She moved a pace beyond and that’s when Haryk saw two native women and one man dressed in the island armor of the natives. They were all, the three of them, hanging against the chamber wall. Each had their heads bowed, and each had long hair, dirty, streaked with blood and matted with filth, dangling over their heads. He could tell, that one of them had pointy ears that protruded through her matted hair. The other female, wore jewelry and especially a necklace. The silver chain draped around her neck and hung suspended before her chest. Haryk knew he had seen it before. It was the necklace worn by Ulua, the scout on First Isle! Finally, Haryk’s eyes went to the man. When the man’s face lifted, it was twisted in fury, yet still somehow poised, regal even. Although now so different, he knew immediately who the man was.
Abraxas! Thought Haryk and Andril simultaneously.
Abraxas, whom Haryk could only just see part of, shook his chains violently, and Haryk realized that the lot of them hung from the wall, chained captives. It wasn’t what he expected to see. He had come here to kill the bastard that had taken him by force, and left him for dead. And now that man hung here, at the mercy of someone else!
“Where is the light, Hasai?” Asked the voice of the man, the voice of Abraxas. The voice, like hers, sounded exquisite, regal. It was an authoritative voice, like hers. Haryk guessed that he was used to being heard, but there was a fracture in it’s strength. It was strained now. And it sounded less than whole, broken.
The woman answered, “I gave it to my mistress, my love. She is it’s rightful owner now.”
Abraxas cried out, “NO!!!!!” How could you?” Haryk could no longer see the man, for he was now blocked from view by the woman’s back, but he could hear the chains rattling, their links snapping. “She cannot wield it. Only the heroes can! She knows this! Call your warrior back, Hasai! Release us! Please, this is not you! It is not too late, my…my love!”
The woman, who turned away, now spun back around. Haryk saw her face fully then fade from content to outraged. Rage spread across her brow. Haryk’s mouth hung open. She was, in so many words, the most beautiful woman Haryk had ever laid eyes on. “Heroes!” She snapped. “I am tired of hearing of these so-called heroes! They are sheep. Sheep Abraxas!. You have only ever tended to sheep, guarded over sheep! Some good it has done you!”
Abraxas’ voice cried out in pain. It was deep pain, Haryk knew, something far more than in one’s muscles, in one’s body. His voice was now resonant, but weaker. It was the voice of the defeated. “This isn’t you!!! Have you forgotten all that you once were? All that we once were? Have you no mercy Hasai?”
The chamber now shook with the woman’s laugher. “You sentimental old fool! What I was, you took from me! What I was you destroyed. Have you forgotten? Have you? My new mistress is my lord now Abraxas! She is all power, she is the master. Not the slave, or some mortal fool from a fantasy long gone by.” The woman moved to stand next to one of the female prisoners, now laughing, the one with the pointy ears. She grabbed the prisoner’s hair, and lifted her head back sharply. Haryk and Andril gasped. It was Areia!
“Some hero,” she said sarcastically, staring into Areia’s unconscious face. “Some bearer of the light.” She chuckled. “I suppose you think the others are awakened on their Path too? You should know I killed the mage, and his traveling companion! You thought you could keep them safe from me in your secret hide-out, my love?” She hissed with ridicule. “I’ll kill your little laboratory experiments as well, the boy you’ve taken under your wing…” Abraxas didn’t speak. Haryk’s mind raced. “We all change my love. Except you.” Haryk now saw in one of her hands she gripped a cruel, twisted dagger! She held it to Areia’s throat.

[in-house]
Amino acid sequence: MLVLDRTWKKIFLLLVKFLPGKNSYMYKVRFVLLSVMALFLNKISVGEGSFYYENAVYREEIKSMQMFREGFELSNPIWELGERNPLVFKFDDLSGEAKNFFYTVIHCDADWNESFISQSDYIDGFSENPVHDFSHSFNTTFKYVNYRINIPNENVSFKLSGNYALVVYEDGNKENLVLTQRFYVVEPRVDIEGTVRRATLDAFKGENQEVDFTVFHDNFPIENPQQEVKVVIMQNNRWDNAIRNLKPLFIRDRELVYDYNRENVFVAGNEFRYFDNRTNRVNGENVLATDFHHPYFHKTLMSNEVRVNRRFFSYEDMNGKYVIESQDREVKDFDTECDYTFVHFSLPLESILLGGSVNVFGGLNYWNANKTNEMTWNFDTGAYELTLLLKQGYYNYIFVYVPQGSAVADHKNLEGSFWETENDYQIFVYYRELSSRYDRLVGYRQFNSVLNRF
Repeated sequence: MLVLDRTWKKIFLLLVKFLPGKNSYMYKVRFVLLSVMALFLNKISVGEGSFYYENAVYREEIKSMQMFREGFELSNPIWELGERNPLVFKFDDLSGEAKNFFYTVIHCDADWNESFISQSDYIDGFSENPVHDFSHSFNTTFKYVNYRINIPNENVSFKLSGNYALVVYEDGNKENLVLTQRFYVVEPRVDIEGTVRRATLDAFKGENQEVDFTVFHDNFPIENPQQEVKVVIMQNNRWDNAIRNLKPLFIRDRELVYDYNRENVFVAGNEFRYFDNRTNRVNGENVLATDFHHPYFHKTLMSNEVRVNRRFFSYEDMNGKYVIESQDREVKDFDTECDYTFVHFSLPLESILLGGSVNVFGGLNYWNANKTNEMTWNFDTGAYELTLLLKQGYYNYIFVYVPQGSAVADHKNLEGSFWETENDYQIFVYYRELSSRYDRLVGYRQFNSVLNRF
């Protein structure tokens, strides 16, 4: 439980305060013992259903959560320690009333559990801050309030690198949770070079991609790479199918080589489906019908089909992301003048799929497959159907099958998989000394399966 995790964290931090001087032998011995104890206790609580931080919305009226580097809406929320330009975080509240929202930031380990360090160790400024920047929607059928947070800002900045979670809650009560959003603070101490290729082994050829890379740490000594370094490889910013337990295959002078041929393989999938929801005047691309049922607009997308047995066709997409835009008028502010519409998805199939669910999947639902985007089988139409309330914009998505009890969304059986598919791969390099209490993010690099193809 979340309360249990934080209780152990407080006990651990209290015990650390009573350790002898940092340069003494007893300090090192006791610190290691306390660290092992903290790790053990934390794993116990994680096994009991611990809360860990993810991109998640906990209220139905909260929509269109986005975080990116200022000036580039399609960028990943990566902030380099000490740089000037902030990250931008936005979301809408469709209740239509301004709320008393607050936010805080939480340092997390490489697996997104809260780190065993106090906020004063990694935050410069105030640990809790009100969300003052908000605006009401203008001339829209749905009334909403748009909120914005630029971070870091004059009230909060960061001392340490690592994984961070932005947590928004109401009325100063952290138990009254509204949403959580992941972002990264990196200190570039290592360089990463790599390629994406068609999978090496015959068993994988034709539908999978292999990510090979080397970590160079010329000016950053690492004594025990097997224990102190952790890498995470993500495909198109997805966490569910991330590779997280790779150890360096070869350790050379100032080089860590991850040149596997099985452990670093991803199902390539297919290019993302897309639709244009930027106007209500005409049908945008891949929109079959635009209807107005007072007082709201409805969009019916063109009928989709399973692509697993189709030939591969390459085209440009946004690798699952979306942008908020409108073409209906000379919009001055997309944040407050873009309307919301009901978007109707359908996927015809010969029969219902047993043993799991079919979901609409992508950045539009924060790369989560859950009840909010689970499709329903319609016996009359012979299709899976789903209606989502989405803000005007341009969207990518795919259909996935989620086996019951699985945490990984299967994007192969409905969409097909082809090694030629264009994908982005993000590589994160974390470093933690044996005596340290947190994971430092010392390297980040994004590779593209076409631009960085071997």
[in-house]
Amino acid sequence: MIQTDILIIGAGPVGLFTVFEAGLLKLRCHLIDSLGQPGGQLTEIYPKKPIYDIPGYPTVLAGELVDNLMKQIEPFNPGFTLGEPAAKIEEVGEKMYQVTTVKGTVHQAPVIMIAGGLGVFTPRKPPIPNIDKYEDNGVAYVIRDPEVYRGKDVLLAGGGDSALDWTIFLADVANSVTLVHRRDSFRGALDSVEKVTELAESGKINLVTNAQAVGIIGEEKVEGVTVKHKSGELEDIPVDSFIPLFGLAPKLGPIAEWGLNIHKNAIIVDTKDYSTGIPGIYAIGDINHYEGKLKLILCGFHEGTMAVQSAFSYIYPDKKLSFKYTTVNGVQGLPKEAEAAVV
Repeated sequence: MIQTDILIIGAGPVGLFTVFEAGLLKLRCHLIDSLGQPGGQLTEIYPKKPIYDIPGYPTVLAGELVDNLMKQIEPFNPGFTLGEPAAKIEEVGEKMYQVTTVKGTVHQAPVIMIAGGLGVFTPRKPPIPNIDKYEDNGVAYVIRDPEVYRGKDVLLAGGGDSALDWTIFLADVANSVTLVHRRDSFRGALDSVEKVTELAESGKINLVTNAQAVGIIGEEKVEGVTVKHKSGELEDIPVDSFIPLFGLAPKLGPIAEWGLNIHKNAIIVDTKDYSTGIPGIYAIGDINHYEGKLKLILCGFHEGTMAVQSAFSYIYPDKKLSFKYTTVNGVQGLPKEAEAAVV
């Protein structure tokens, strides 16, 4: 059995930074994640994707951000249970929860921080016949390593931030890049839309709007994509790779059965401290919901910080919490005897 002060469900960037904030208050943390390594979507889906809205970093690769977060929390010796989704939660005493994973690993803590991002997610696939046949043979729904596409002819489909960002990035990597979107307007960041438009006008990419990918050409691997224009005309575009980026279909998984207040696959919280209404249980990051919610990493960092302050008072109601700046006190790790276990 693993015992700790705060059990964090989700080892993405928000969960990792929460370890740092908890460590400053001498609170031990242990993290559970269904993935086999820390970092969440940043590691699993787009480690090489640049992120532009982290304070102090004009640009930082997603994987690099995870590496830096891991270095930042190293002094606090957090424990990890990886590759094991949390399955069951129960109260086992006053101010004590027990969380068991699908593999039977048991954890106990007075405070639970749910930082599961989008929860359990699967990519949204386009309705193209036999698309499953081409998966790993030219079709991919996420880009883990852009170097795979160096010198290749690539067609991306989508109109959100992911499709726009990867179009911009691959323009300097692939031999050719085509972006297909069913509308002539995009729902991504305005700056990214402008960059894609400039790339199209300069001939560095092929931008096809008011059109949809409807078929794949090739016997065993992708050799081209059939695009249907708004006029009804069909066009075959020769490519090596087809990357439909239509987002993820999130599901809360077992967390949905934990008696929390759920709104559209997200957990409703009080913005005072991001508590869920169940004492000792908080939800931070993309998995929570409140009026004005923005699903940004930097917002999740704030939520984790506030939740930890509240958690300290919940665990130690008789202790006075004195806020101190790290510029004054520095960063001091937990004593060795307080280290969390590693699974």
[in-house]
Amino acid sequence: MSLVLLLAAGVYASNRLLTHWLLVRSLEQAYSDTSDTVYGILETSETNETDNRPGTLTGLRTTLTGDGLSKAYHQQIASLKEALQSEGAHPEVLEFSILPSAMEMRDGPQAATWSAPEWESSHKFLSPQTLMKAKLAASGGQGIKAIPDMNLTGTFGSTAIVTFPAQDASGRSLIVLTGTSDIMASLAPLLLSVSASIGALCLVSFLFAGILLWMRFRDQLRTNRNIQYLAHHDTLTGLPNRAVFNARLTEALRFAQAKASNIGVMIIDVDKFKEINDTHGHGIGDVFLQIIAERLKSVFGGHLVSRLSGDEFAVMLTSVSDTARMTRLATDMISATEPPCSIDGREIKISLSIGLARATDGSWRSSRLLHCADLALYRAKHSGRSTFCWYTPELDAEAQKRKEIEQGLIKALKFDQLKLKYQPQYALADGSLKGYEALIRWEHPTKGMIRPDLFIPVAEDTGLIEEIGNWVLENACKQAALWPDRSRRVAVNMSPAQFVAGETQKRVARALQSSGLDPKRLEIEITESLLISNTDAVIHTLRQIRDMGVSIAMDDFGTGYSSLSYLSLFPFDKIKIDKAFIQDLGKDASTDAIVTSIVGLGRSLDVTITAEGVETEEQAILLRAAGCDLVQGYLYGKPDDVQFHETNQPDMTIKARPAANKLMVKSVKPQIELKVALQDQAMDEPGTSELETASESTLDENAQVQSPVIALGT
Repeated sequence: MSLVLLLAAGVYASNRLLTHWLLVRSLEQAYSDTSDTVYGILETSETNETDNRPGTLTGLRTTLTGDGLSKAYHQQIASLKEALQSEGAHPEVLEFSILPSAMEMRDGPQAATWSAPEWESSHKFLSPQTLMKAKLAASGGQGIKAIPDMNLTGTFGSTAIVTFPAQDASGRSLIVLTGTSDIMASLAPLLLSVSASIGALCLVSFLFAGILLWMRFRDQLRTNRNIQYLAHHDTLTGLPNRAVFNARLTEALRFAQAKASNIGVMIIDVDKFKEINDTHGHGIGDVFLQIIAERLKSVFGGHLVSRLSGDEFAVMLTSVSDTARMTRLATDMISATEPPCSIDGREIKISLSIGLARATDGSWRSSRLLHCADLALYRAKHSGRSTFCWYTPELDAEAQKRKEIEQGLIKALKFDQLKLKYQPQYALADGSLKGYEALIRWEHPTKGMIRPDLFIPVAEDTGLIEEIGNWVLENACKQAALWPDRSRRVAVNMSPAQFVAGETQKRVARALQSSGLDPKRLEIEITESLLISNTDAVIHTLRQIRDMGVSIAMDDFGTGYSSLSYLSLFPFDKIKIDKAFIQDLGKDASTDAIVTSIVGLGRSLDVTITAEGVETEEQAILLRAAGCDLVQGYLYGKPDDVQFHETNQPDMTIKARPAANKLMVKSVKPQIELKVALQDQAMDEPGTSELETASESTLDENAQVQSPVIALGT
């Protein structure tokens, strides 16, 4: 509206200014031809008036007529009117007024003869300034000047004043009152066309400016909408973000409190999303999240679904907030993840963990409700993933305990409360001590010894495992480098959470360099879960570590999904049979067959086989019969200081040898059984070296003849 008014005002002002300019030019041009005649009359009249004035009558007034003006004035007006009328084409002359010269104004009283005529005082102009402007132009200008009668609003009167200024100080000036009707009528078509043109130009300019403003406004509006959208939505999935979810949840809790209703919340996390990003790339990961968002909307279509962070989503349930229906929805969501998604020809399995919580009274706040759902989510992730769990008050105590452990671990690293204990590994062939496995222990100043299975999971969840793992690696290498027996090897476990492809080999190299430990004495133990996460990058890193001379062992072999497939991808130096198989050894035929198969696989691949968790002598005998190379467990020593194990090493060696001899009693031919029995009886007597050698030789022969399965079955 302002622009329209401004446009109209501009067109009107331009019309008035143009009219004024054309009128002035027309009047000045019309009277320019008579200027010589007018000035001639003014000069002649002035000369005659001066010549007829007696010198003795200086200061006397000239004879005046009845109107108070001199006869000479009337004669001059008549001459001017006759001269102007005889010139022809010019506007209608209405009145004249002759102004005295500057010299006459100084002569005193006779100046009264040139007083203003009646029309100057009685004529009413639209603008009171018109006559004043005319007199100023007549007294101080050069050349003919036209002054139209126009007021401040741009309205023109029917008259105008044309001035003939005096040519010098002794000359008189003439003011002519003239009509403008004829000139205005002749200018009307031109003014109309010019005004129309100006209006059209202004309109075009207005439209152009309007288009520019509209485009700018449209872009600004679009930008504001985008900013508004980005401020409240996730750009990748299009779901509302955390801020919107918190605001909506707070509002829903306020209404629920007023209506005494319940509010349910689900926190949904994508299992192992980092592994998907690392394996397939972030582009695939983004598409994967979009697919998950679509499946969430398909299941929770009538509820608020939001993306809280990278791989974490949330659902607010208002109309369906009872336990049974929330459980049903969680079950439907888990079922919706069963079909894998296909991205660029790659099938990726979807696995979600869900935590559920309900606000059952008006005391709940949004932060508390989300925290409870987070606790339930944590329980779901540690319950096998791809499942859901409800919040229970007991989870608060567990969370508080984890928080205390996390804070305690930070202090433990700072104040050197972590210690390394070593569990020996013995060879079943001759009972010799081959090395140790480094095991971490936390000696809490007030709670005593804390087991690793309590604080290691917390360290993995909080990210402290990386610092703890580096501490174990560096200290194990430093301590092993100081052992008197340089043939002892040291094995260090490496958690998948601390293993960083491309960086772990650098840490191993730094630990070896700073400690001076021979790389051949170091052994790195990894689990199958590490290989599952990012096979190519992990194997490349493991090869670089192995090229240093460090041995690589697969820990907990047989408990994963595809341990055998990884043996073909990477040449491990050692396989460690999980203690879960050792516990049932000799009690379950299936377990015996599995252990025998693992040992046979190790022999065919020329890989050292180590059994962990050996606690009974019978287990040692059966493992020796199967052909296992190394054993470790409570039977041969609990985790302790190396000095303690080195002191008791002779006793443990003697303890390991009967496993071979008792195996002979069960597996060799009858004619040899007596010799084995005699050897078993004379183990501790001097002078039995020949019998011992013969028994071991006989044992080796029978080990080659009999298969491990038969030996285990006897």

“No Hasai. No!” Screamed Abraxas. The chains rattled and shook. He was crying, obviously powerless.
“We all evolve my love. You who cannot change cannot see that. You cannot shed your mortal coil. Ket rises again and this time, we have an opportunity. An opportunity that The Seven took from us! They who could not protect themselves. They who made us the sacrifice, so that they could go on! We now can protect ourselves. Now they are the sacrifice Abraxas!”
Haryk’s mind was running wild. He wasn’t sure what to think anymore. He was here to kill Abraxas, wasn’t he? They needed to get in, or they needed to go. And they needed to do it, now! He turned to Andril, who did not look like he was backing up. He raised his gun at the door again. Somehow shooting the lock didn’t seem to be the best way anymore. We’re running out of time, Andril. Can’t you make us invisible or something? We’ll surprise her!
No Haryk, there is an aura here. She has true sight.
What does that mean…
Shhhh….just do the shooting Haryk. I have an idea. Andril began muttering under his breath. He was preparing a spell. Haryk hoped it was a good one. Something was beginning to trouble him about this. He decided he didn’t have time, and so aimed at the lock again. It was higher than he remembered.
Flustered, Haryk raised his gun to the lock, and then raised it some more. The lock was speeding upwards, as if it somehow came alive and decided to climb up the door! No, the door is growing upwards too. What in Ket?
Quiet Haryk. I’m concentrating on making us smaller here.
Great. Just great! Because the last time we were shrunk worked out so fucking well!
Just remember, Haryk, step into the ring, in you go. Step in again, out you come.”
“Wait! Where did the druid go?” Said Haryk’s tiny voice. “Ah shit!” Next to him lay the ring which like everything around him was enormous. He pulled himself over the ring and landed inside, his gun at the ready!